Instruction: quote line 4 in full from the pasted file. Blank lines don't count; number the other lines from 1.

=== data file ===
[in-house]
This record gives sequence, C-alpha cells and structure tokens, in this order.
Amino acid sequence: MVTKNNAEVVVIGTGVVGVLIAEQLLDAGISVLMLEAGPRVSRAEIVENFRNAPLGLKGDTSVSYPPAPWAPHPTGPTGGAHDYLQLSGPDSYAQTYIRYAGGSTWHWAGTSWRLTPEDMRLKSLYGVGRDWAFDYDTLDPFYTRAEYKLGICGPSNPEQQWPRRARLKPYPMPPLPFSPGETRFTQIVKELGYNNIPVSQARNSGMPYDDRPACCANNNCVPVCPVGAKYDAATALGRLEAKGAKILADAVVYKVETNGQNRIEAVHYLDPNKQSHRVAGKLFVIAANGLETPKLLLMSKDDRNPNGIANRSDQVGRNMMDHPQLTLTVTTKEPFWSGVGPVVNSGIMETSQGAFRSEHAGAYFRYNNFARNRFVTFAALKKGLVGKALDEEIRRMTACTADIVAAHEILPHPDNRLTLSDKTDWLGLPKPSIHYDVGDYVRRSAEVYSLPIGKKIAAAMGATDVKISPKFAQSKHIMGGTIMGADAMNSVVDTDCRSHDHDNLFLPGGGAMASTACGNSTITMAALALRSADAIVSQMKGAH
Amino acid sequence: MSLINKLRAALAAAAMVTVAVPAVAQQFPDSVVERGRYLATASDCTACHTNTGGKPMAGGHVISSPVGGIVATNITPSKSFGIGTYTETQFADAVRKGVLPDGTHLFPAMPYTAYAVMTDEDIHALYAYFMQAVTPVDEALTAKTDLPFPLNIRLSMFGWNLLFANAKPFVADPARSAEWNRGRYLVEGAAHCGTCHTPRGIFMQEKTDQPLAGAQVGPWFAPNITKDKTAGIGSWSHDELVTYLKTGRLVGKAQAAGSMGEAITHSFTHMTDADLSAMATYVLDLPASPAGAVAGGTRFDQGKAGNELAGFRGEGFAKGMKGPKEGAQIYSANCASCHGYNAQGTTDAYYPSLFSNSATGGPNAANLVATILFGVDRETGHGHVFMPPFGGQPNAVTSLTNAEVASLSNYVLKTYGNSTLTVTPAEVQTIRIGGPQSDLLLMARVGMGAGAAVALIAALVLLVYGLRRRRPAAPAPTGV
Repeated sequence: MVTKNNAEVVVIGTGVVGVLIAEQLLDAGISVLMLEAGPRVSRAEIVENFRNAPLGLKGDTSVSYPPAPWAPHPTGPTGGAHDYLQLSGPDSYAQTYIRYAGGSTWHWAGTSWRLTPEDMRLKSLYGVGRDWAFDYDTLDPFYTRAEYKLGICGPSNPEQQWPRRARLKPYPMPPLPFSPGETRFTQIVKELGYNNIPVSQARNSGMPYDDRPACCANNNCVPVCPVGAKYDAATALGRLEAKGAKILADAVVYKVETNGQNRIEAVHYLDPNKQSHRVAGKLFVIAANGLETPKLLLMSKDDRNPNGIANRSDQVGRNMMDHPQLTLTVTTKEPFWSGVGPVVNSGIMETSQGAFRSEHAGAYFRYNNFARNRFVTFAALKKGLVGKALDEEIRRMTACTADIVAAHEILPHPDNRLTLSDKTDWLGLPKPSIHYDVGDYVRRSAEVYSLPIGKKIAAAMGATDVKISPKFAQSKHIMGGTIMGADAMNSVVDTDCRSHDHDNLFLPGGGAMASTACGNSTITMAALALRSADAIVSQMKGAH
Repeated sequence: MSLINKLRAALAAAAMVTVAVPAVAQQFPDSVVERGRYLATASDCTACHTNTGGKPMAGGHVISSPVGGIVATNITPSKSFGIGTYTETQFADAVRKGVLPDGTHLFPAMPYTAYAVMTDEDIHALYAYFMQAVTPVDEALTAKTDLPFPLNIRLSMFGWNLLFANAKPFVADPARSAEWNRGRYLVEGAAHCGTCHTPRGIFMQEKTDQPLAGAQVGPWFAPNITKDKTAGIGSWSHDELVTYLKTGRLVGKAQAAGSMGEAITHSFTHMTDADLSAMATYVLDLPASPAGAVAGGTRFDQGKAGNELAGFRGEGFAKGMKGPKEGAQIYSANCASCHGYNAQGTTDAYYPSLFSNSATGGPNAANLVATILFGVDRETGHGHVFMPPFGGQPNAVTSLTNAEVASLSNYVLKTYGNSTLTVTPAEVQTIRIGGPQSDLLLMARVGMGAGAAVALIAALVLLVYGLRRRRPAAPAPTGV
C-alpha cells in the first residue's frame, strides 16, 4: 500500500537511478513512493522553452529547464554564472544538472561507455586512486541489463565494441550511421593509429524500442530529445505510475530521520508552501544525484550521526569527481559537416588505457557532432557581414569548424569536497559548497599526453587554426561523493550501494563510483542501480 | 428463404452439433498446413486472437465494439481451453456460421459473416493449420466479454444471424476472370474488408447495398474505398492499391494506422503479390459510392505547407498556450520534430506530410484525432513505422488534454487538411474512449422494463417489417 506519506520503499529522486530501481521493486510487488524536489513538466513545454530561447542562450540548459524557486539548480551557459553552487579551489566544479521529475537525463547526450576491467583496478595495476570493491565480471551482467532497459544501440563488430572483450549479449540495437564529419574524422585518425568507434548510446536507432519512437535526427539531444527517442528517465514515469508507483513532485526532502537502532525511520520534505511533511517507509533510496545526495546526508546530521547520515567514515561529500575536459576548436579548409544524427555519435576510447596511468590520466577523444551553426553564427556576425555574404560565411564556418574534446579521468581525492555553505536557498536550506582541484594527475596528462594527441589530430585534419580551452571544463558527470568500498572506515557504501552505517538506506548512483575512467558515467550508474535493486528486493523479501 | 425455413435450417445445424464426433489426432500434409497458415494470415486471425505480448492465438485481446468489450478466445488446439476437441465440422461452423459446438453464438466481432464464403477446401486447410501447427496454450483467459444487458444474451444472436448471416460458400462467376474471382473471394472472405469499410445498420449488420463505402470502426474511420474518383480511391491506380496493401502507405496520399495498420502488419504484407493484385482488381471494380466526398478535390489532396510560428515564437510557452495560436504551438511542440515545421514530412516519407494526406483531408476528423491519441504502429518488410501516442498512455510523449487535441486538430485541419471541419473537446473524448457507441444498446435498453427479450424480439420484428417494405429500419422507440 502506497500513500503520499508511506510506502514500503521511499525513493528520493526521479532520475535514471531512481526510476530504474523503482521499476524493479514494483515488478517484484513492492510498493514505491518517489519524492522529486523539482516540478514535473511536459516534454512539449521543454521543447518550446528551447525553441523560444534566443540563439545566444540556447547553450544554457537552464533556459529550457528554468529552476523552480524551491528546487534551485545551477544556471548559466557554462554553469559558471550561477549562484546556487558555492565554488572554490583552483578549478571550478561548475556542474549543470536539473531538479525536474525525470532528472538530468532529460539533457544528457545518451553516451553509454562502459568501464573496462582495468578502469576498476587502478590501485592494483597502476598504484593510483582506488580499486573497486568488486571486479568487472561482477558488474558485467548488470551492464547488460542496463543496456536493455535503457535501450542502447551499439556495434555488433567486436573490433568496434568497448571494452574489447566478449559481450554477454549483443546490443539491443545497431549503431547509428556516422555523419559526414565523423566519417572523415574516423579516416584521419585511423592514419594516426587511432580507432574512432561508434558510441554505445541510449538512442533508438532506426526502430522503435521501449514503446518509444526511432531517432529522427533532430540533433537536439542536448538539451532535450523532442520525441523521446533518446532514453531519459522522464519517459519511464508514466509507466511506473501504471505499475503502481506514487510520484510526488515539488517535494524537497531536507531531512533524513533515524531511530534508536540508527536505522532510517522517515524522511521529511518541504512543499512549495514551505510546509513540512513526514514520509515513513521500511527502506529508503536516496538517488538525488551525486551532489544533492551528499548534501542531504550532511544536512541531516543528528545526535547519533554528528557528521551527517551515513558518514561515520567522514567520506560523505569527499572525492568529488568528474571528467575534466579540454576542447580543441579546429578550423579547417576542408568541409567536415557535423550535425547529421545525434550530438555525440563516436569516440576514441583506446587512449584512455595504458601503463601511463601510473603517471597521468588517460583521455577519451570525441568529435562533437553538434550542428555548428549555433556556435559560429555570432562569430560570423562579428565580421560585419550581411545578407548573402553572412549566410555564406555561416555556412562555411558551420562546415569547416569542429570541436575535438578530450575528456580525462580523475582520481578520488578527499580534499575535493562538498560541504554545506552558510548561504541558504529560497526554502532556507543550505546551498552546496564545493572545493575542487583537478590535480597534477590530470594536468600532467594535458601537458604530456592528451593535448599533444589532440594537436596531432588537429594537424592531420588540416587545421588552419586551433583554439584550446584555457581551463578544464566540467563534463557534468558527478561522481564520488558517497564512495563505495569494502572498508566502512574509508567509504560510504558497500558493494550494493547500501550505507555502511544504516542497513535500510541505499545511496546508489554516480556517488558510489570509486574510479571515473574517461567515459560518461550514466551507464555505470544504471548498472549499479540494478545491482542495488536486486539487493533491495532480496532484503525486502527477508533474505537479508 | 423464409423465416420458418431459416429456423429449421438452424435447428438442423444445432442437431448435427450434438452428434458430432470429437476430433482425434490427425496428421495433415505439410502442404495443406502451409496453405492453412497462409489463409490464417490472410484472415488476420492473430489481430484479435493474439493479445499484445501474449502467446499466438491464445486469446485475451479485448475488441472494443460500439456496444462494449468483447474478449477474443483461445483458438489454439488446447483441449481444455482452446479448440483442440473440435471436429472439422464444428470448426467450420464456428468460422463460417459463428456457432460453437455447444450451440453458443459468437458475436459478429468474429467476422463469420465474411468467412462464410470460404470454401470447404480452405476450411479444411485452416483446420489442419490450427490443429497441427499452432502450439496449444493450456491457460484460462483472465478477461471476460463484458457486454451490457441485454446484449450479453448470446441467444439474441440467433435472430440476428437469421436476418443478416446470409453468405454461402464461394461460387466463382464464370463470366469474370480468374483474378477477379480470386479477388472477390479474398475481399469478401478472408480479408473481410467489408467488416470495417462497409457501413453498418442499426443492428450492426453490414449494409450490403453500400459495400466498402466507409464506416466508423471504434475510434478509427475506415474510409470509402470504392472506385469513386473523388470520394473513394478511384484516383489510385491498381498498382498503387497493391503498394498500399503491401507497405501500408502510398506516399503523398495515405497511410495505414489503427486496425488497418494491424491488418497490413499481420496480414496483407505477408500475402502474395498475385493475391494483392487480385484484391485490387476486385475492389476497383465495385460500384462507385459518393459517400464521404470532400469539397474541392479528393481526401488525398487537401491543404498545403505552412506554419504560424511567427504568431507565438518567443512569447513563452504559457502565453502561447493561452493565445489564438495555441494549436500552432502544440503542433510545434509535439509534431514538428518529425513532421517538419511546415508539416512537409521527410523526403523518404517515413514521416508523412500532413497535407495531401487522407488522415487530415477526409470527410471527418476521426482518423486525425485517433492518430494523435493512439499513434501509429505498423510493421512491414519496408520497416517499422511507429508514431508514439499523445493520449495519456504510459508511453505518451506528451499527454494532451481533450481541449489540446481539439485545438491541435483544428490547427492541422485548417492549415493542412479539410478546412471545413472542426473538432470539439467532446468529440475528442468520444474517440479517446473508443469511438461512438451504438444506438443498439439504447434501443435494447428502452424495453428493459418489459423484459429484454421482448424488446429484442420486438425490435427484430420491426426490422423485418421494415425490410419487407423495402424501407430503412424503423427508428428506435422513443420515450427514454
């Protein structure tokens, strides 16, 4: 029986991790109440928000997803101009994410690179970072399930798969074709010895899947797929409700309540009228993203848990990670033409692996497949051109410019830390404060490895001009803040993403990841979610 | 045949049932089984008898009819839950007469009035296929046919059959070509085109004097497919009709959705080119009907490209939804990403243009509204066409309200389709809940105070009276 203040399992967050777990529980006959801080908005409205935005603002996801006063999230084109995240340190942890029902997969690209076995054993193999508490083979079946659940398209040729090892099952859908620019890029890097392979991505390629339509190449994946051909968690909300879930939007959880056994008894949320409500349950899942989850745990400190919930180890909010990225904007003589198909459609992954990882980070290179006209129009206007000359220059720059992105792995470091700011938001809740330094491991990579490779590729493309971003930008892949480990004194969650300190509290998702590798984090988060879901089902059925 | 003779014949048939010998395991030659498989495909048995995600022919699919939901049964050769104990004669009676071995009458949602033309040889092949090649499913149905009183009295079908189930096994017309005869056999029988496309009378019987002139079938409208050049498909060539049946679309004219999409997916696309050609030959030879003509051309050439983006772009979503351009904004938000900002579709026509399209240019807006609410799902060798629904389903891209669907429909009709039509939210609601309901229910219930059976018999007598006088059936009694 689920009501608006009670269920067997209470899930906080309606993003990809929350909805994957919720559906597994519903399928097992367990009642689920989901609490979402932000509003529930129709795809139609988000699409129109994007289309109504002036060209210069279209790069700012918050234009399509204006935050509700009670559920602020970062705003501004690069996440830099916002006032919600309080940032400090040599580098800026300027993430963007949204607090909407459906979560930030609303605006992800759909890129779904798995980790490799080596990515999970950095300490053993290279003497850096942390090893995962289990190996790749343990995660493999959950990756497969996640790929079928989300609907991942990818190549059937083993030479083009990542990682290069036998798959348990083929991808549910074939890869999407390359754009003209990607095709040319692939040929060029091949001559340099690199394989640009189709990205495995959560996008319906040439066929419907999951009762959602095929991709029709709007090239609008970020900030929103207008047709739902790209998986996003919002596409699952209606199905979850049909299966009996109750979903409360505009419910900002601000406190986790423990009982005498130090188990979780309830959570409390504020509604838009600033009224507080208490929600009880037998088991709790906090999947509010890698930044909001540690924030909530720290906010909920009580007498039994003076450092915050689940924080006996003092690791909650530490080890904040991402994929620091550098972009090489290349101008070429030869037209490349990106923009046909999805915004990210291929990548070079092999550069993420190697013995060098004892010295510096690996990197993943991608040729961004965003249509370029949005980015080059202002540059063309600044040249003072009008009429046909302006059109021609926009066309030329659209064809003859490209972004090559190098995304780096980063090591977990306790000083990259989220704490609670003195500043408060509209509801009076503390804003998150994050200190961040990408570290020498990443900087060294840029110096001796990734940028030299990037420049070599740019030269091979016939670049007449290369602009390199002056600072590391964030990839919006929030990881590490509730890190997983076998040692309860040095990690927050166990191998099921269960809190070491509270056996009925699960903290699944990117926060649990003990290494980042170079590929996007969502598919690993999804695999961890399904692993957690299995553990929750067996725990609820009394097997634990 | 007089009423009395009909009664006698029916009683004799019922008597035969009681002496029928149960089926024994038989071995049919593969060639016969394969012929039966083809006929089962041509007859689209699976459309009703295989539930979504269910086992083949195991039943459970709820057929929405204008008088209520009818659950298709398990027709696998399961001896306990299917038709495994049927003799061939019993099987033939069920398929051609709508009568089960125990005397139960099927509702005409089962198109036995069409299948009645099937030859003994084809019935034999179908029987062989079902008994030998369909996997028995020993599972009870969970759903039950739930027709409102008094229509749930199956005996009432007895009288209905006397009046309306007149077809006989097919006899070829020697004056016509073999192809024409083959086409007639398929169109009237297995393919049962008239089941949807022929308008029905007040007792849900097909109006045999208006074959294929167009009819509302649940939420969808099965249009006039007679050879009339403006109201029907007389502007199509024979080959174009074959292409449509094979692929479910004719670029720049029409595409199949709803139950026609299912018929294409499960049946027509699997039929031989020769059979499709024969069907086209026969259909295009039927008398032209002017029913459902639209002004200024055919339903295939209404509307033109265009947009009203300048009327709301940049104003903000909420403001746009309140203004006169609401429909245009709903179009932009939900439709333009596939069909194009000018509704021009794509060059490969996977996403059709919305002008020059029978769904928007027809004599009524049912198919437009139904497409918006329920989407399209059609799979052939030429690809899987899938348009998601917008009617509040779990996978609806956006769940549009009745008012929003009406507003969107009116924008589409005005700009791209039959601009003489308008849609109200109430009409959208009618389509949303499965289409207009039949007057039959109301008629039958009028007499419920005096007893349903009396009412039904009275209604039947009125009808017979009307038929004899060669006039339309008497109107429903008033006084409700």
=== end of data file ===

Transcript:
Amino acid sequence: MSLINKLRAALAAAAMVTVAVPAVAQQFPDSVVERGRYLATASDCTACHTNTGGKPMAGGHVISSPVGGIVATNITPSKSFGIGTYTETQFADAVRKGVLPDGTHLFPAMPYTAYAVMTDEDIHALYAYFMQAVTPVDEALTAKTDLPFPLNIRLSMFGWNLLFANAKPFVADPARSAEWNRGRYLVEGAAHCGTCHTPRGIFMQEKTDQPLAGAQVGPWFAPNITKDKTAGIGSWSHDELVTYLKTGRLVGKAQAAGSMGEAITHSFTHMTDADLSAMATYVLDLPASPAGAVAGGTRFDQGKAGNELAGFRGEGFAKGMKGPKEGAQIYSANCASCHGYNAQGTTDAYYPSLFSNSATGGPNAANLVATILFGVDRETGHGHVFMPPFGGQPNAVTSLTNAEVASLSNYVLKTYGNSTLTVTPAEVQTIRIGGPQSDLLLMARVGMGAGAAVALIAALVLLVYGLRRRRPAAPAPTGV